The map above shows which countries have operating commercial nuclear power stations and which ones do not as of April, 2016. At last count, 31 countries generate at least some of their electricity needs via nuclear power.
Here are 13 interesting facts about these countries and nuclear power. Tiếp tục đọc “Nuclear Vs Non-Nuclear Powered Countries: 2016 Facts”
Allen Greenberg | Nov 29, 2015
Here’s a nice bit of irony:
Energybiz – James Hansen, the scientist who was first to raise the alarm about climate change, fueling calls to shut down coal-fired power plants, will later this week urge the expansion of nuclear power.
In other words, depending on how things work out, utilities that were forced to close down or convert their coal-powered operations because of Hansen’s work, could soon find themselves thanking him for encouraging policymakers and regulators to approve plans to build new nuclear plants.
Hansen will issue his call in Paris, during the two-week climate conference that kicks off Monday. The conference is expected to draw some 20,000 attendees, including President Obama and 120 or so other world leaders.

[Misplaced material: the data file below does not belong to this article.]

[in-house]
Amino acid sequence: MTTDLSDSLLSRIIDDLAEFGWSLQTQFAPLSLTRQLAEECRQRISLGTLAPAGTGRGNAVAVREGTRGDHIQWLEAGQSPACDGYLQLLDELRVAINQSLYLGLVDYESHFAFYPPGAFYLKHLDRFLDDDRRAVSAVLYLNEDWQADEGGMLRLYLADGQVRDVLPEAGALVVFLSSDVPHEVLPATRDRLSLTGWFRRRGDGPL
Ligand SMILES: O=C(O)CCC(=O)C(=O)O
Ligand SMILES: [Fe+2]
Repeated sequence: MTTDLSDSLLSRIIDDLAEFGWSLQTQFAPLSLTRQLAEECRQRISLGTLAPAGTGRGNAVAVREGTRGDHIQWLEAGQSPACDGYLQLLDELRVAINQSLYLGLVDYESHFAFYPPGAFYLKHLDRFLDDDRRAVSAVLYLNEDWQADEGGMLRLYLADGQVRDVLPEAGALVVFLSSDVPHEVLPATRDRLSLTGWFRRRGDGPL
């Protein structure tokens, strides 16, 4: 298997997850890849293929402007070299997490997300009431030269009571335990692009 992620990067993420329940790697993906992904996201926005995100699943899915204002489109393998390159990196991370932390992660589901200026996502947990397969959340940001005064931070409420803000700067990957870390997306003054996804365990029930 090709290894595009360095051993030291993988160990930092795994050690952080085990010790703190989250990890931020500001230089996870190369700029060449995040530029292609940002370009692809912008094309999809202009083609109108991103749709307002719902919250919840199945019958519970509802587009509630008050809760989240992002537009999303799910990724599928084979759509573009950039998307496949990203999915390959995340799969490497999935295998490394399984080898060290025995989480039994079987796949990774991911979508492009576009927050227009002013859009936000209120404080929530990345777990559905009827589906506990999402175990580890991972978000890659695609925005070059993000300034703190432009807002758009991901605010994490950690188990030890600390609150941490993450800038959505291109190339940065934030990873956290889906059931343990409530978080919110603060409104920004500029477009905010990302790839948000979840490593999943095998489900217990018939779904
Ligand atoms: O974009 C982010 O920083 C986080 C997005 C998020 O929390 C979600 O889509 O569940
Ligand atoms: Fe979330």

The hope of the climate talks is to keep global temperatures from rising more than 2 degrees Celsius compared to pre-industrial levels. Few, however, expect the conference to deliver anything meaningful. That’s because the pledges being made to cut greenhouse gas emissions are voluntary and are unlikely to be enough to stave off environmental catastrophe. Tiếp tục đọc “Obama’s nuclear play”
Published by American Academy of Arts and Sciences,
Cambridge, MA 02138, 2014
Download the PDF
In 2006, with the adoption of the document “Strategy for Peaceful Uses of Atomic Energy up to 2020,” Vietnam’s government officially announced its long-term plan to meet rising domestic energy consumption by including nuclear energy in its energy portfolio. The following year, another document, “Strategy Implementation Master Plan,” was released to provide further details on the roadmap that the Vietnamese government intended to follow to develop a nuclear energy program. According to the latter document, Vietnam’s nuclear program would include the construction of two 1,000 megawatt of electrical power (MWe) reactors in Phuoc Dinh in the southern Ninh Thuan province by 2015, originally scheduled to be in operation by 2020. Following this, another 2,000 MWe nuclear power plant (with two reactors) is set to be built in Vinh Hai, a seaside community 40 kilometers from Phuoc Vinh, and scheduled to come online by 2021.
Despite recent obstacles that have forced the government to delay construction on the first two nuclear plants, Vietnam is thus poised to become the first state to operate nuclear plants in Southeast Asia, outpacing countries such as Indonesia and Malaysia, which have long been interested in nuclear energy. Tiếp tục đọc “Nuclear Power in Vietnam: International Responses and Future Prospects”